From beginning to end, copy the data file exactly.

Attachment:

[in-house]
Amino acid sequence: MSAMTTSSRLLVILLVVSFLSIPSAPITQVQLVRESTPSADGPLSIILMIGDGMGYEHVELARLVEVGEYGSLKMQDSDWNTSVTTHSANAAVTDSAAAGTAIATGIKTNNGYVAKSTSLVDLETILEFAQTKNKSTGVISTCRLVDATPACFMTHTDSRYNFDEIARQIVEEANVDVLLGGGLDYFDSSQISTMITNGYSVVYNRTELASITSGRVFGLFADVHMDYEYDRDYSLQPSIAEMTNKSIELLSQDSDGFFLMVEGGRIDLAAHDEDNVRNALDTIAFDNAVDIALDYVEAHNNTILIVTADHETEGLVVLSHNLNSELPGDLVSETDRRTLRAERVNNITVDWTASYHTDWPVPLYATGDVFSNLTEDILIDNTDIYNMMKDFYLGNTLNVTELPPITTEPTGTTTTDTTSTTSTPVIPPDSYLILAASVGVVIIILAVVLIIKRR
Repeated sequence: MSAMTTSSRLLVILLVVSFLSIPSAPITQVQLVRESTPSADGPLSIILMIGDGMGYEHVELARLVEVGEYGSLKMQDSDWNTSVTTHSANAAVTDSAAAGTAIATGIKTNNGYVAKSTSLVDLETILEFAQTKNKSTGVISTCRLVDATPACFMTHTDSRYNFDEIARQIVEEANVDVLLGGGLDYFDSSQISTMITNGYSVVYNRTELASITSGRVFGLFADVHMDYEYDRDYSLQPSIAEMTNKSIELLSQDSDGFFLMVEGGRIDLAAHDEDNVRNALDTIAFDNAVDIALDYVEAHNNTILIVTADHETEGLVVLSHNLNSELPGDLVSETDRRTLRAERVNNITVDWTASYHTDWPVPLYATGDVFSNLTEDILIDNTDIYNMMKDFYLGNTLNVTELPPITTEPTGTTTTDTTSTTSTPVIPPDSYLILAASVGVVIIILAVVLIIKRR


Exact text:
[in-house]
Amino acid sequence: MSAMTTSSRLLVILLVVSFLSIPSAPITQVQLVRESTPSADGPLSIILMIGDGMGYEHVELARLVEVGEYGSLKMQDSDWNTSVTTHSANAAVTDSAAAGTAIATGIKTNNGYVAKSTSLVDLETILEFAQTKNKSTGVISTCRLVDATPACFMTHTDSRYNFDEIARQIVEEANVDVLLGGGLDYFDSSQISTMITNGYSVVYNRTELASITSGRVFGLFADVHMDYEYDRDYSLQPSIAEMTNKSIELLSQDSDGFFLMVEGGRIDLAAHDEDNVRNALDTIAFDNAVDIALDYVEAHNNTILIVTADHETEGLVVLSHNLNSELPGDLVSETDRRTLRAERVNNITVDWTASYHTDWPVPLYATGDVFSNLTEDILIDNTDIYNMMKDFYLGNTLNVTELPPITTEPTGTTTTDTTSTTSTPVIPPDSYLILAASVGVVIIILAVVLIIKRR
Repeated sequence: MSAMTTSSRLLVILLVVSFLSIPSAPITQVQLVRESTPSADGPLSIILMIGDGMGYEHVELARLVEVGEYGSLKMQDSDWNTSVTTHSANAAVTDSAAAGTAIATGIKTNNGYVAKSTSLVDLETILEFAQTKNKSTGVISTCRLVDATPACFMTHTDSRYNFDEIARQIVEEANVDVLLGGGLDYFDSSQISTMITNGYSVVYNRTELASITSGRVFGLFADVHMDYEYDRDYSLQPSIAEMTNKSIELLSQDSDGFFLMVEGGRIDLAAHDEDNVRNALDTIAFDNAVDIALDYVEAHNNTILIVTADHETEGLVVLSHNLNSELPGDLVSETDRRTLRAERVNNITVDWTASYHTDWPVPLYATGDVFSNLTEDILIDNTDIYNMMKDFYLGNTLNVTELPPITTEPTGTTTTDTTSTTSTPVIPPDSYLILAASVGVVIIILAVVLIIKRR